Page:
The season premiere, “Development Day,” naturally picks up after the summer hiatus for Abbott Elementary School on a workshopping day wherein the teachers and staff plan the upcoming year. It allows the writers to pick up where they left these characters in the season finale, particularly regarding Janine’s breakup with boyfriend Tariq (Zack Fox), who has moved away. The break-up is clearly a good thing for Janine long-term while also presenting some immediate financial difficulties. Brunson has a gift for weaving realistic elements into her sitcom structure, subtly including here how breakups can often present practical problems like having bills to pay and an ex-boyfriend with a lot of parking tickets. The show has been lumped in with the “nice comedy” trend of late, led by “Ted Lasso,” but it feels like Brunson is just edgy enough to increasingly inject just enough class and social commentary into her episodes to make that reading of the program feel a little simplistic. No one wants a super-realistic “Abbott Elementary” because the state of America’s education system would shock most people, but Brunson also understands the opportunity she has to influence a conversation that more people should be having about it.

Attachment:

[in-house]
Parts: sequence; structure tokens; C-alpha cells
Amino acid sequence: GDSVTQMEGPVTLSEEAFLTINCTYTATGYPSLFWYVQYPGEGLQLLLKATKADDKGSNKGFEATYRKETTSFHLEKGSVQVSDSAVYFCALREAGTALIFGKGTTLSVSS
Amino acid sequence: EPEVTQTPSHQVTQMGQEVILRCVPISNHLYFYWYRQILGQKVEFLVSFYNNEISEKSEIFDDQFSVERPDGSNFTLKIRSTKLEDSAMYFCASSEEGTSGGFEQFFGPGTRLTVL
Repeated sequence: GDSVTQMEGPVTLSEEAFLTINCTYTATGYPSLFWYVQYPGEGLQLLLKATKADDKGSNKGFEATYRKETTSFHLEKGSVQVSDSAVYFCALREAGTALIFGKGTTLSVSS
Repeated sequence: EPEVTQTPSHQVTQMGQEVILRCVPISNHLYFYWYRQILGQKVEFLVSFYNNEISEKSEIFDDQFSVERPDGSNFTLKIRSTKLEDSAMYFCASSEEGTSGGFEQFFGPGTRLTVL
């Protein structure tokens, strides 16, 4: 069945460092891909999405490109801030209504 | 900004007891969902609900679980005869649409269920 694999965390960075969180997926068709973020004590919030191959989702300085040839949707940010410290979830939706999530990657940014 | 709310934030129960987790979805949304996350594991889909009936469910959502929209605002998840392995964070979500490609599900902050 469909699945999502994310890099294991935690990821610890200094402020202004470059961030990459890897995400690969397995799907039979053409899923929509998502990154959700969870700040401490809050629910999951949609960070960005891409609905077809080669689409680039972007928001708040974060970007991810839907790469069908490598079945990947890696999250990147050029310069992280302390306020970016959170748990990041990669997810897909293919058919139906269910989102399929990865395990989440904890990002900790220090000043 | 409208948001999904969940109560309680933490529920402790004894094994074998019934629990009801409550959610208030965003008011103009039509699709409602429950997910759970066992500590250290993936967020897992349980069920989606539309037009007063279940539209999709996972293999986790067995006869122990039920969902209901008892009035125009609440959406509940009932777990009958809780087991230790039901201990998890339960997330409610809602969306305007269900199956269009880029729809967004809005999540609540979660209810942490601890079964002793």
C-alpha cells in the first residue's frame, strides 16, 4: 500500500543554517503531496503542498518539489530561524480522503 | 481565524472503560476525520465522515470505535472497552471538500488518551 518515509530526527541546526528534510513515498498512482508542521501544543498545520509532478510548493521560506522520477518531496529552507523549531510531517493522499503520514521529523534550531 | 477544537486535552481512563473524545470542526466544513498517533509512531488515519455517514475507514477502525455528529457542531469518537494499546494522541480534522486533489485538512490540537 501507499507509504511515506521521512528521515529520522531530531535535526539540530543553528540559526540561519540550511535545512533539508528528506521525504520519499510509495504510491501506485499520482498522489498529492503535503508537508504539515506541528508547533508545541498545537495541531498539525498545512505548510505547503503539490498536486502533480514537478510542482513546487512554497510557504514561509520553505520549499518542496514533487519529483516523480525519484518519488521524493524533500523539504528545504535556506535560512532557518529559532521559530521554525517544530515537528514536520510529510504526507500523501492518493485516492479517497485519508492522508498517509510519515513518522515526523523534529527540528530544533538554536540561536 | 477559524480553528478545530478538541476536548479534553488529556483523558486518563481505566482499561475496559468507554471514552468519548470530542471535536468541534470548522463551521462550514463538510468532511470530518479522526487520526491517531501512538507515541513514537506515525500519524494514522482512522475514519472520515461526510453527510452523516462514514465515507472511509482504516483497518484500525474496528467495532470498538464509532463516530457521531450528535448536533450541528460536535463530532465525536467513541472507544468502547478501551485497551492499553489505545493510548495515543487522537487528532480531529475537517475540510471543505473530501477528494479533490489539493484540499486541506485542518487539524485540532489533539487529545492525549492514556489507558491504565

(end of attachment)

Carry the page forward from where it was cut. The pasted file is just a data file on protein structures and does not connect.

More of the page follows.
It would be silly to spoil the jokes of the premiere, but it’s one of the strongest in terms of pure laughs-per-minute in the history of the show, while also being a little playful with its title in that the episode is also about Janine’s “Development” as she enters a new chapter of her life, her first without Tariq since she was in middle school. It has a great balance of physical and verbal humor, even offering some nice regional jokes for anyone who knows about the terrifying mascot of the Philadelphia Flyers. And it pushes the Jim/Pam-esque budding romance between Janine and Williams’ Gregory down the track toward its inevitable conclusion. If there’s a concern at this stage in the show, it’s that Brunson is going to drag out this flirtation for too long, repeating the same obvious beats, but she’s smart enough as a writer to know that comedy gets stale when it gets repetitive. The second episode, “Wrong Delivery,” gets the school year rolling with a little less laughter but a sharp commentary on inequity as the gang goes to a nearby charter school, a place with so much funding that it has an actual computer lab.
Reviewing two episodes as reflective of an entire second season is a little silly, but it’s the way the networks play this game. However, there’s little reason to suspect that Brunson and her team are going to fall off a creative cliff anytime soon. If anything, it feels like they used the summer to balance out how the show’s writers tune their cast, allowing every supporting player just enough time to shine in both episodes. Of course, being only 15 episodes into a run makes it way too soon to discern this show’s place in comedy history, but it’s starting to feel more and more like “Abbott Elementary” will be a part of comedy class syllabi for years to come. [B+]